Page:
- Coadministration of elacestrant 172 mg once daily dose with strong CYP3A4 inhibitors resulted in 5.3x increase in AUC.
- Coadministration of elacestrant 345 mg once daily dose with moderate CYP3A4 inhibitors resulted in 2.3x increase in AUC.
- There are no recommendations for dose reductions for concomitant use with a CYP3A4 inhibitor or inducer.
- Elacestrant is a weak P-glycoprotein (P-gp) inhibitor and weak breast cancer resistance protein (BCRP) inhibitor.5
- Hypercholesterolemia and hypertriglyceridemia may develop with treatment.5
- Lipid profile monitoring is recommended prior to initiation and periodically thereafter.
- Although the clinical trial evaluated elacestrant in ESR1-wildtype and ESR1-mutated patients, the FDA labeled indication is only for ESR1 mutated patients.1
- Guardant360 CDx is the FDA approved companion diagnostic test for detection of ESR1 mutations.1
- Guardant360 is a liquid biopsy test that detects ESR1 missense mutations between codons 310 and 547 on circulating tumor DNA.
- The American Society of Clinical Oncology (ASCO) recommends ESR1 testing at recurrence or progression on endocrine therapy for patients with metastatic HR+ breast cancer. Patients who retain ESR1 wild type may be retested at each subsequent progression for detection of ESR1 mutation emergence.7
- The phase I randomized, double-blind, placebo-controlled, multiple-ascending dose study of elacestrant in healthy post-menopausal women evaluated elacestrant capsules of 200 mg to 1000 mg daily for 7 days. Minimal levels of elacestrant were detected in the cerebrospinal fluid indicating low penetration of the blood-brain barrier.4
- There is an ongoing study assessing the efficacy for elacestrant and abemaciclib in brain metastases from HR+/HER2- breast cancer (ELECTRA) (NCT05386108).8
- Elacestrant is only filled by Onco360 or Biologics Specialty Pharmacy by McKesson.9
- Orserdu® Access Programs offer financial assistance for eligible patients via a co-pay program, patient assistance program, and rapid start program.10
- A social security number is not required for enrollment in the patient assistance program.
- Patients enrolled on the Rapid Start Program will receive 15 days of free drug while awaiting completion of a prior authorization or medical necessity approval.
1.Orserdu (elacestrant) [package insert]. Stemline Therapeutics Inc: New York, NY; 2023.
2.Bardia A, Aftimos P, Bihani T, et al. Emerald: Phase III trial of elacestrant (RAD1901) vs endocrine therapy for previously treated ER+ advanced breast cancer. Future Oncol. 2019;15(28):3209-3218. doi:10.2217/fon-2019-0370.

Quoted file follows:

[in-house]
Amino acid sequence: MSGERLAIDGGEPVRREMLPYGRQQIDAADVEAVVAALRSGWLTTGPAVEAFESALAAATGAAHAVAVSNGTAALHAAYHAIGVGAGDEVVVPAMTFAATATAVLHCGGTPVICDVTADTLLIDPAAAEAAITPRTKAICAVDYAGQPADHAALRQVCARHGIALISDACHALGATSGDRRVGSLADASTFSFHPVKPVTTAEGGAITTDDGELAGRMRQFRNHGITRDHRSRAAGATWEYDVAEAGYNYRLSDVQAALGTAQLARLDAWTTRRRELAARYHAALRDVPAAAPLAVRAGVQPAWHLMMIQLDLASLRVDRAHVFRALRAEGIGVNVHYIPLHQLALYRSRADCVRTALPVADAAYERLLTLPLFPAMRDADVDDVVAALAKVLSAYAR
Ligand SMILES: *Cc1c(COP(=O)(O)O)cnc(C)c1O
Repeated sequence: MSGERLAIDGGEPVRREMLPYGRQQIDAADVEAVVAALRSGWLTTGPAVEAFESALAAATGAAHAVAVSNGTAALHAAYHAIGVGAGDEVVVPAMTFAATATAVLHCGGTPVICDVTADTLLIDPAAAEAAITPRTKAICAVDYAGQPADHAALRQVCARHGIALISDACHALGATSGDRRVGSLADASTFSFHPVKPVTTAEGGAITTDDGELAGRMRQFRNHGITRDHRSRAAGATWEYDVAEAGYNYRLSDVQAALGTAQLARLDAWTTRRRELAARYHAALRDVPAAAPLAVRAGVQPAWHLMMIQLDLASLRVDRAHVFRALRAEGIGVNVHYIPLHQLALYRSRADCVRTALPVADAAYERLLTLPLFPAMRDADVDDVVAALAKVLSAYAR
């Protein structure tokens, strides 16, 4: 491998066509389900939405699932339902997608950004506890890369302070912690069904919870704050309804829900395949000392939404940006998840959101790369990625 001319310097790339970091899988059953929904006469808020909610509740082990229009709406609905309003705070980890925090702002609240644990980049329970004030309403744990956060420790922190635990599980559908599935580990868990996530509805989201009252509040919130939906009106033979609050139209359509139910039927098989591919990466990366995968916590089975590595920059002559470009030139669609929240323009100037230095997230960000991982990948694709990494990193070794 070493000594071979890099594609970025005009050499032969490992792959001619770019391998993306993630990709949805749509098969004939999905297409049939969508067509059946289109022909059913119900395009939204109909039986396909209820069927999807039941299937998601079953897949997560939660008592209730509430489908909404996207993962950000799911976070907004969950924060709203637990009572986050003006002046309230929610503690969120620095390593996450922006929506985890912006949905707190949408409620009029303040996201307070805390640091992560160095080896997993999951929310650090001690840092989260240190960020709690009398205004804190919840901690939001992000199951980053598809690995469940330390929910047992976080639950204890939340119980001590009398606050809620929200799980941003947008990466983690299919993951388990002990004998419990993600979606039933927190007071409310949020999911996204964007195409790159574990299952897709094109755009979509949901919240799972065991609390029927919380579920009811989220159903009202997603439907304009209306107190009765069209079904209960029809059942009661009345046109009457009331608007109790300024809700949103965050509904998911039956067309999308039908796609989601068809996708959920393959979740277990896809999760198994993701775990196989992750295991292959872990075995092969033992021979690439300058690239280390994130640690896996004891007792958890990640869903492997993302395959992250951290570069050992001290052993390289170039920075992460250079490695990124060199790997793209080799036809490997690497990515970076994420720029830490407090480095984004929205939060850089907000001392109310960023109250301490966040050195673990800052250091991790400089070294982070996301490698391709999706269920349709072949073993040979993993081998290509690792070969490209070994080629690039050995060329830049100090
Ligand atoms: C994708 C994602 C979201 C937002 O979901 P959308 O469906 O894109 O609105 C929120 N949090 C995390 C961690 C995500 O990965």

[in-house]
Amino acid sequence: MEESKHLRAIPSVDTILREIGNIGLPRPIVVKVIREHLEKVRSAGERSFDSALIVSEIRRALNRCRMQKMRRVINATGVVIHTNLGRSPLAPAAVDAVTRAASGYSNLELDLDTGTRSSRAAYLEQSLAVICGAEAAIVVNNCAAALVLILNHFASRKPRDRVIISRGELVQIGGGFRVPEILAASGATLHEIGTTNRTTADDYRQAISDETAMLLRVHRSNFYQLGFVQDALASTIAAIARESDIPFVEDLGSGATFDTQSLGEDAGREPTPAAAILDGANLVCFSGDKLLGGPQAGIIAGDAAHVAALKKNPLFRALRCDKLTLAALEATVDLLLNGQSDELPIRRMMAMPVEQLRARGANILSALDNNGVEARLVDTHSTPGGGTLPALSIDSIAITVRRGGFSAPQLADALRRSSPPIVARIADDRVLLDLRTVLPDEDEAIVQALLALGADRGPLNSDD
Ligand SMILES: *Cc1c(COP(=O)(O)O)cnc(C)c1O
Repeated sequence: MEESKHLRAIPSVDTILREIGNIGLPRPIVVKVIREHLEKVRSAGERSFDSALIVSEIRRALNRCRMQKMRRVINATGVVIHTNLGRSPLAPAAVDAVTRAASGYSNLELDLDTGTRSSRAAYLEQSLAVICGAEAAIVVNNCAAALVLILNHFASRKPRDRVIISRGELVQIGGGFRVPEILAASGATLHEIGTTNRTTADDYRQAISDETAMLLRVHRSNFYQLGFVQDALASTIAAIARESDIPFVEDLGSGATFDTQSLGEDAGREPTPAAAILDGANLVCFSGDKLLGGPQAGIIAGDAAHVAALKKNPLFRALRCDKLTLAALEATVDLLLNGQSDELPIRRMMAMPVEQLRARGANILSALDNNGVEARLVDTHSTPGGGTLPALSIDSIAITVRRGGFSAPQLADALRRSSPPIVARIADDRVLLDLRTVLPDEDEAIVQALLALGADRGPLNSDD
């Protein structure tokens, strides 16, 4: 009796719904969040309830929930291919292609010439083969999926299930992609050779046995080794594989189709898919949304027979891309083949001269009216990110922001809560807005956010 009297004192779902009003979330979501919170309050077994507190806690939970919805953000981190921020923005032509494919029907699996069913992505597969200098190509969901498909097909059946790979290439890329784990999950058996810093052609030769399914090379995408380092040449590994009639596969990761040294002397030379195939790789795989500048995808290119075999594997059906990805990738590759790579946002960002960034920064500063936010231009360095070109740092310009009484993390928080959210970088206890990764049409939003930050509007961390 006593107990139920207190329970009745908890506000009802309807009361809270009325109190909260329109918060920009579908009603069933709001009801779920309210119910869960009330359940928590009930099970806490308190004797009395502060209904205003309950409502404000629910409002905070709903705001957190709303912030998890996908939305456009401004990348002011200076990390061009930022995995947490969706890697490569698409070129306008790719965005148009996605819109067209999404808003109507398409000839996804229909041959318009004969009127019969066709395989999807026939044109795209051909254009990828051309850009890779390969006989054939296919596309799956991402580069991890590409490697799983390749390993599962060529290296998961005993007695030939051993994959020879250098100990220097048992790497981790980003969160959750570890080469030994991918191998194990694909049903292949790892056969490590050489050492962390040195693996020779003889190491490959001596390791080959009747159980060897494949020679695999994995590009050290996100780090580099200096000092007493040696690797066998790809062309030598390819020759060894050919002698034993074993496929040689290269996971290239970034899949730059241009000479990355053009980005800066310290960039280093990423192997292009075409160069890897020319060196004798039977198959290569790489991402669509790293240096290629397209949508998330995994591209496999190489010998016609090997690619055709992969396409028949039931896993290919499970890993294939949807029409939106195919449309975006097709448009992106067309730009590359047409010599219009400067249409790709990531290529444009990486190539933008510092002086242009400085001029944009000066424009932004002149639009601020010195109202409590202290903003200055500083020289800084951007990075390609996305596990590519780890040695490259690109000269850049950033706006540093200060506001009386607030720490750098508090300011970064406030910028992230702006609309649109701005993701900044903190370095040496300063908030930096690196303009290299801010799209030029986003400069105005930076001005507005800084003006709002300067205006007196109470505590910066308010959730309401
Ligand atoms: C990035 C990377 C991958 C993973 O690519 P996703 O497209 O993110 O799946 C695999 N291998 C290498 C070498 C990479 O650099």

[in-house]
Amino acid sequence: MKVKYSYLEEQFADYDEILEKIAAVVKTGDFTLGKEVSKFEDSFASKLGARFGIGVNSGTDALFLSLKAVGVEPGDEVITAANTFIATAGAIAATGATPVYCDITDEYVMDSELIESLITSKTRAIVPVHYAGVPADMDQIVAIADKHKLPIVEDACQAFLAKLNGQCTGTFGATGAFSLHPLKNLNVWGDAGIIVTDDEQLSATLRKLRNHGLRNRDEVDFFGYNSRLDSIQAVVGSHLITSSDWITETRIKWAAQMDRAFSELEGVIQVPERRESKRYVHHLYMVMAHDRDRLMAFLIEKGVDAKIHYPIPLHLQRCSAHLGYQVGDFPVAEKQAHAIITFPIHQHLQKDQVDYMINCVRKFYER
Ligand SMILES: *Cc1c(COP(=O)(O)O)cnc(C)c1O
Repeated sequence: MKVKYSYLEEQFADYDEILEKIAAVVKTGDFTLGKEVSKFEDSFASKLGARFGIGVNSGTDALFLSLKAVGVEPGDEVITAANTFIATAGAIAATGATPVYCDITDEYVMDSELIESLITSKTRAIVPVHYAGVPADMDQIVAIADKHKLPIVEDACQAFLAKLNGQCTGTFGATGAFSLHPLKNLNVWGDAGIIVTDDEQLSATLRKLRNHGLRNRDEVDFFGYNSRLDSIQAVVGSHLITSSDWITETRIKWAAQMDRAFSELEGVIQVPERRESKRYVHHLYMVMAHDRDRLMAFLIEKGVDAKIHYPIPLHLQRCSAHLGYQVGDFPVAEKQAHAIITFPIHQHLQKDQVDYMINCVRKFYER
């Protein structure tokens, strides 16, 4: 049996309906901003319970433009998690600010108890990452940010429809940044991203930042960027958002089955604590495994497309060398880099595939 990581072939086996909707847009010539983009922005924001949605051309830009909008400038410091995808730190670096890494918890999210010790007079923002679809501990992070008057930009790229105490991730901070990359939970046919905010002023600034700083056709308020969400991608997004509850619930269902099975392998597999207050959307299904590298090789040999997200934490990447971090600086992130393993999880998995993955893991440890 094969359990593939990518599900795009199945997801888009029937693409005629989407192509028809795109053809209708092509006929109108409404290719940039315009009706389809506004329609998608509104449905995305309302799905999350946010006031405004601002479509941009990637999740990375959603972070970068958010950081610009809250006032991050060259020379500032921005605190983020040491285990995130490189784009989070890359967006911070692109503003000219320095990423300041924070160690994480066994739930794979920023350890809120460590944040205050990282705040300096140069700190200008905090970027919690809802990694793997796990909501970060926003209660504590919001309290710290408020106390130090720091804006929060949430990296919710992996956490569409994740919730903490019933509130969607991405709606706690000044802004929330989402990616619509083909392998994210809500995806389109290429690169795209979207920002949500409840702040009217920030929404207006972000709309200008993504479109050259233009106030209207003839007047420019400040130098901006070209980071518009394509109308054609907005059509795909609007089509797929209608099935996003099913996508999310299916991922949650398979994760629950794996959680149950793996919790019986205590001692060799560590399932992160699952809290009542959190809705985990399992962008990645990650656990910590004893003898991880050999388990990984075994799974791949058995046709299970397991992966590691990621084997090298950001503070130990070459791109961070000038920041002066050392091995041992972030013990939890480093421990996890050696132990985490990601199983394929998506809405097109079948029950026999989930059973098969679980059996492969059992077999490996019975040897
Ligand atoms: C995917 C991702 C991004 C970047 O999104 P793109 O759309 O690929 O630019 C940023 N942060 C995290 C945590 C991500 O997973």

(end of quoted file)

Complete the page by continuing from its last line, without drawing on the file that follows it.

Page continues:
3.Chandarlapaty S, Chen D, He W, et al. Prevalence of ESR1 mutations in cell-free DNA and outcomes in metastatic breast cancer. JAMA Oncology. 2016;2(10):1310. doi:10.1001/jamaoncol.2016.1279.
4.Bidard F-C, Kaklamani VG, Neven P, et al. Elacestrant (oral selective estrogen receptor degrader) versus standard endocrine therapy for estrogen receptor–positive, human epidermal growth factor receptor 2–negative advanced breast cancer: Results from the Randomized Phase III Emerald Trial. J Clin Oncol. 2022;40(28):3246-3256. doi:10.1200/jco.22.00338.
5.Beumer JH, Foldi J. Pharmacology and pharmacokinetics of elacestrant. Cancer Chemother Pharmacol. Published online June 14, 2023. doi:10.1007/s00280-023-04550-7.
6.U.S. Food & Drug Administration. Assessing the effects of food on drugs in INDs and NDAs — clinical pharmacology considerations guidance for industry. Updated June 23, 2022. Accessed June 20, 2023. https://www.fda.gov/media/121313/download
7.Burstein HJ, DeMichele A, Somerfield MR, Henry NL. Testing for ESR1 mutations to guide therapy for hormone receptor–positive, human epidermal growth factor receptor 2–negative metastatic breast cancer: ASCO guideline rapid recommendation update. J Clin Oncol. 2023;41(18):3423-3425. doi:10.1200/jco.23.00638.
8.Stemline Therapeutics, Inc. Study of Abemaciclib and Elacestrant in Patients With Brain Metastasis Due to HR+/HER2- Breast Cancer (ELECTRA). ClinicalTrials.gov: NCT05386108. Updated April 14, 2023. Accessed July 1, 2023. https://classic.clinicaltrials.gov/ct2/show/NCT05386108.
9.ORSERDU Ordering and Distribution. https://www.orserduhcp.com/ordering. Accessed July 1. 2023.
10.ORSERDU Savings and Support. https://www.orserdu.com/savings-and-support/. Accessed July 1, 2023.